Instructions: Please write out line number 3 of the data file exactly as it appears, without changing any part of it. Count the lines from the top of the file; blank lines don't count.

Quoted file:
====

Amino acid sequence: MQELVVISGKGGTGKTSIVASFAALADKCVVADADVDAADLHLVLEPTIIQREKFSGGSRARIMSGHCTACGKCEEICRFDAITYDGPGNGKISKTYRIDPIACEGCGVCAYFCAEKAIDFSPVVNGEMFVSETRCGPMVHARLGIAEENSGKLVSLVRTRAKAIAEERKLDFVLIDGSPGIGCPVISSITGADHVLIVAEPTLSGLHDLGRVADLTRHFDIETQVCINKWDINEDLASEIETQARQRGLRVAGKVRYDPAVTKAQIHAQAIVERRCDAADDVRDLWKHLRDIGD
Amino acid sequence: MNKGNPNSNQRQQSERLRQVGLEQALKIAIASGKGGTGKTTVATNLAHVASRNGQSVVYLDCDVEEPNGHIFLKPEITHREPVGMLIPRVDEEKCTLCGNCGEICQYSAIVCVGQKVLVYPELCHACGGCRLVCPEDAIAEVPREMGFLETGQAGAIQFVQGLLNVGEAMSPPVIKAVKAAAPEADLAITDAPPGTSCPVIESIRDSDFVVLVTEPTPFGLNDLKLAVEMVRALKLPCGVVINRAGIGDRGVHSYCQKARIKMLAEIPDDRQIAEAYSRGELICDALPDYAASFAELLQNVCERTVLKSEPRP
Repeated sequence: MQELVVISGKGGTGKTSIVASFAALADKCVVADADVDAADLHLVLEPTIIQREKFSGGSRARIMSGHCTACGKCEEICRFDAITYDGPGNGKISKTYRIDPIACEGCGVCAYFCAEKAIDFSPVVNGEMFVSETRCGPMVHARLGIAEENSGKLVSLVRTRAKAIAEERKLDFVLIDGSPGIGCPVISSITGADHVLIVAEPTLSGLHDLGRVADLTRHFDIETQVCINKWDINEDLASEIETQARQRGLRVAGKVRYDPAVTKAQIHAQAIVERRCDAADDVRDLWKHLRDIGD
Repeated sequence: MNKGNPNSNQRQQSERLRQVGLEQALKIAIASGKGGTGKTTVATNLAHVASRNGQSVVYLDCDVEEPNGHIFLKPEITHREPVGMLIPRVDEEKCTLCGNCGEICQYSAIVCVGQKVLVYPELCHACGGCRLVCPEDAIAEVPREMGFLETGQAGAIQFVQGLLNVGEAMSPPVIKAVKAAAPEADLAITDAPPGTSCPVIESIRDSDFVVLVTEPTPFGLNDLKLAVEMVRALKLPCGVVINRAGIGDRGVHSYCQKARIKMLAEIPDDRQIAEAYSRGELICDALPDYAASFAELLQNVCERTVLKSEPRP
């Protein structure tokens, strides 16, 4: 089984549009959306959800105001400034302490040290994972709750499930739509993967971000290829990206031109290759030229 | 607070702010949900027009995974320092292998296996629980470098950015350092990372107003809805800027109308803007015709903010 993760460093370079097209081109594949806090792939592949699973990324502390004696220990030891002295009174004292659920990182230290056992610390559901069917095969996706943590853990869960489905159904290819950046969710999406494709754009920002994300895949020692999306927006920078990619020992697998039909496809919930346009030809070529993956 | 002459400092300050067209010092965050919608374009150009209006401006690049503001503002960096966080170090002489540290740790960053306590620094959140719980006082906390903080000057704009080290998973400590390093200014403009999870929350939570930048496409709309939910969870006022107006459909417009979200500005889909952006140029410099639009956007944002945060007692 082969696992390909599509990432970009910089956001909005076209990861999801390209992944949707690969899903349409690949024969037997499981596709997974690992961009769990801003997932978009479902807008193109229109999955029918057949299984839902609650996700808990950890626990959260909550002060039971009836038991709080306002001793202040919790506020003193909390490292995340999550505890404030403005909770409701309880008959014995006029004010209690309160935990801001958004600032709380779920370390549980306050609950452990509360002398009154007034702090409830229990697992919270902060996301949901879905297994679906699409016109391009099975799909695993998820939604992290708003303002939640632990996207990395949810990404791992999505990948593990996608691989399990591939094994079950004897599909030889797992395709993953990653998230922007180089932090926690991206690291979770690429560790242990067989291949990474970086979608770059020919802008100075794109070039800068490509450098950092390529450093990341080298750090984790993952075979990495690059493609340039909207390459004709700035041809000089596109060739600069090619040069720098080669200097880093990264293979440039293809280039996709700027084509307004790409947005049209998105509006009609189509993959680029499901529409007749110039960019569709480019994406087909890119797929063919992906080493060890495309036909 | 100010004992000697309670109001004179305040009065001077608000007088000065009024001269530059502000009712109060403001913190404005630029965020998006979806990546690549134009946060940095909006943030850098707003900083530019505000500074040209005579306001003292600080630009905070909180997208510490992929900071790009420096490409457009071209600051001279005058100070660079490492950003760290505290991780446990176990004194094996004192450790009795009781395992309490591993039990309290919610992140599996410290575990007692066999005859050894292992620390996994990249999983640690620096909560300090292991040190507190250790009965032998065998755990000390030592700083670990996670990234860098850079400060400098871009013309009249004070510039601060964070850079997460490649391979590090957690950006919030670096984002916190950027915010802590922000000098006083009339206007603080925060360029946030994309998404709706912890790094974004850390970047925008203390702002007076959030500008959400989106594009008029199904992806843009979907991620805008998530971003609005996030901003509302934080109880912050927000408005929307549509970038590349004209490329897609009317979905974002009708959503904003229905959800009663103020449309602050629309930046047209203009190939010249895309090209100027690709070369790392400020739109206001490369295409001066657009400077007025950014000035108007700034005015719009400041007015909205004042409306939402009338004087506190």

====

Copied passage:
Repeated sequence: MQELVVISGKGGTGKTSIVASFAALADKCVVADADVDAADLHLVLEPTIIQREKFSGGSRARIMSGHCTACGKCEEICRFDAITYDGPGNGKISKTYRIDPIACEGCGVCAYFCAEKAIDFSPVVNGEMFVSETRCGPMVHARLGIAEENSGKLVSLVRTRAKAIAEERKLDFVLIDGSPGIGCPVISSITGADHVLIVAEPTLSGLHDLGRVADLTRHFDIETQVCINKWDINEDLASEIETQARQRGLRVAGKVRYDPAVTKAQIHAQAIVERRCDAADDVRDLWKHLRDIGD